Monday, October 01, 2007

Weight Loss is Personal

Even if you're blogging about it.

So currently I'm working with one of the local newspapers as one of their panel of experts for a lengthy series on nutrition.

The launch was last weekend and included in the launch was an article written by a very young man who's just barely overweight. The article was about his month long experiment of following Canada's Food Guide and he's also keeping a blog about his experiences aiming at reaching a numerical goal weight (the weight needed to give him a body mass index of 25).

Now readers of my blog will certainly know that I'm not a fan of using BMI or "pound" goals because frankly they overlook the bigger picture - reality. Fact is, the best goal is whatever weight you reach when you're living the healthiest life you can enjoy. But put that aside for now. The important question to ask regardless is, "So is he enjoying his life?"

Not according to his newspaper articles and blog entries he isn't.

According to them he's been saving up his calories for supper and in so doing often finding himself starving and battling hunger demons (like the ones that live in Pizza shops). He reports being "desperate" for steak because his Food Guide approach doesn't allow him to eat large ones. He reports being tired and finding it difficult to find 60 minutes a day of exercise. He reports that he fell off his new wagon within one month of embarking on it. He notes that on at least one occasion when he ate more than he planned in the daytime he compensated and went to bed following a dinner consisting solely of a plate of green beans with two slices of toast. He reports that the "red numbers" on the scale motivate him and help him with what he feels his efforts require - "focus, attention and willpower".

In short, he's on a diet.

Given my chosen career and my experience with quite literally thousands of folks trying to lose weight, reading his article and his blog, I decided that there's no way that he's adopted a long term approach here. He's dieting and both anectdotally and in the medical literature, diets fail in the long term over 95% of the time.

So what type of diet behaviours does he admit to? By using the scale as a source of support, he's chosen the proverbial dark side of weight loss, letting the seduction of the numbers inspire him to greater acts of willpower - a problem when the scale stops whispering sweet nothings into his ear. By saving calories until the end of the day and cultivating blindly restrictive food limits, he's cultivating hunger which will lead him to battle hunger - a battle that if fought frequently, eventually just gets too irritating and bitter to fight. By trying to cram 60 minutes of exercise a day into likely a very busy and youthfully all over the place lifestyle, he's liable to get frustrated with the exercise and simply let the whole thing go. He appears to be trying to live the healthiest life he can tolerate - and for me, that's the definition of a diet.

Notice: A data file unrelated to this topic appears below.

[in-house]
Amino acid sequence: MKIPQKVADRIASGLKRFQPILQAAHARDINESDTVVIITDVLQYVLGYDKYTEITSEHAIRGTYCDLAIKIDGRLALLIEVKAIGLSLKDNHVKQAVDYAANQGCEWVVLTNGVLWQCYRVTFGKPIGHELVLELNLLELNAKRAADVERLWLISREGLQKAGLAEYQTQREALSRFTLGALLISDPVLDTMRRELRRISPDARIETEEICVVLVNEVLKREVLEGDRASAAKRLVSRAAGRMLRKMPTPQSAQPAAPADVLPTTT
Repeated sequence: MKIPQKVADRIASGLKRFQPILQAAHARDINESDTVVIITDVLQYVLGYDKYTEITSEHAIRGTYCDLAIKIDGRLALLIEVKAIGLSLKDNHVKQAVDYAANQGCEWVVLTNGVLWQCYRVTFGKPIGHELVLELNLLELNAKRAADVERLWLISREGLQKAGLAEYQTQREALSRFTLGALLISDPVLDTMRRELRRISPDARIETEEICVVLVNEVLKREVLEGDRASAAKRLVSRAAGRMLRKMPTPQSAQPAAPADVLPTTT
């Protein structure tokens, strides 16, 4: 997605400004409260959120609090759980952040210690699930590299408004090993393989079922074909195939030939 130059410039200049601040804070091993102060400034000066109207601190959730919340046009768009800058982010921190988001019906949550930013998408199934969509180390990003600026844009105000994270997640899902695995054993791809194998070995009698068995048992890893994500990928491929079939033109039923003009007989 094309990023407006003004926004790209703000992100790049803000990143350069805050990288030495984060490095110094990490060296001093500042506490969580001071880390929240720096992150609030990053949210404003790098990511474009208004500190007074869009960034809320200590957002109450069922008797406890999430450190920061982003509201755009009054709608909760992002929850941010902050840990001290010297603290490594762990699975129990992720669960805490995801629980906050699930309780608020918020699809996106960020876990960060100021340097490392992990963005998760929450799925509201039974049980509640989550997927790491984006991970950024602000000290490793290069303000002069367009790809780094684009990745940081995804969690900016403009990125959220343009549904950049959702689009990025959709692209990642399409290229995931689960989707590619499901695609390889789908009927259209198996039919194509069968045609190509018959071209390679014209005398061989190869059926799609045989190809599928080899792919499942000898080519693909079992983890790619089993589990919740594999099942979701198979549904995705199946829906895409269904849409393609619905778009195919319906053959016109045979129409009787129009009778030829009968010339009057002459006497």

So here's where it gets interesting.

I decided to write to him and in the email I told him that it seemed painfully obvious that he didn't particularly relish his new healthiest-he-could-tolerate lifestyle and that in the long run, if he didn't enjoy his life, he wouldn't continue living that way.

I also offered him our help with no strings attached. I recommended that he see our dietitian and told him that should he come and see her, he need not feel that he would have to mention the visit or our help in his blog or in his articles.

I logged onto his blog the other day and read what sounded to me like a fairly irritated entry from him stating that I had written to him, told him that he was going to fail and that I tried to convince him to join my office's weight loss program.

Now the later part's simply not true, I had offered him a free visit with out dietitian with no strings attached, but I'll chalk that one up to misinterpreted email, but the former part I suppose is true, and frankly, I'm sorry that I emailed him and more sorry that I clearly have upset him.

You'd think of all people, I'd know that weight loss is personal. It's my exclusive area of practice and thinking about weight and weight management probably takes up at least 2/3rd of my total waking hours.

I should have known better than to offer my opinions or even offer to help because the mistake that I made, was assuming he wanted my opinions or my help.

Weight loss is a personal journey. No one should feel comfortable muscling in on someone else's weight loss effort.

My mistake was an honest one. For heaven's sake, having a blog and writing articles about weight management pretty much opens the door to having folks comment on your efforts, but frankly I still should have known better.

Best of luck to him, and should he decide that in fact my opinion and help would be useful to him, he's still welcome to give me a call.

For all of the friends and spouses of folks trying to lose weight out there, here's the only question you should ever ask your weight-conscious friends, "Is there any way that you feel I can help you". If the answer's "No", then just leave it at that, if they want your opinion or help, they'll ask.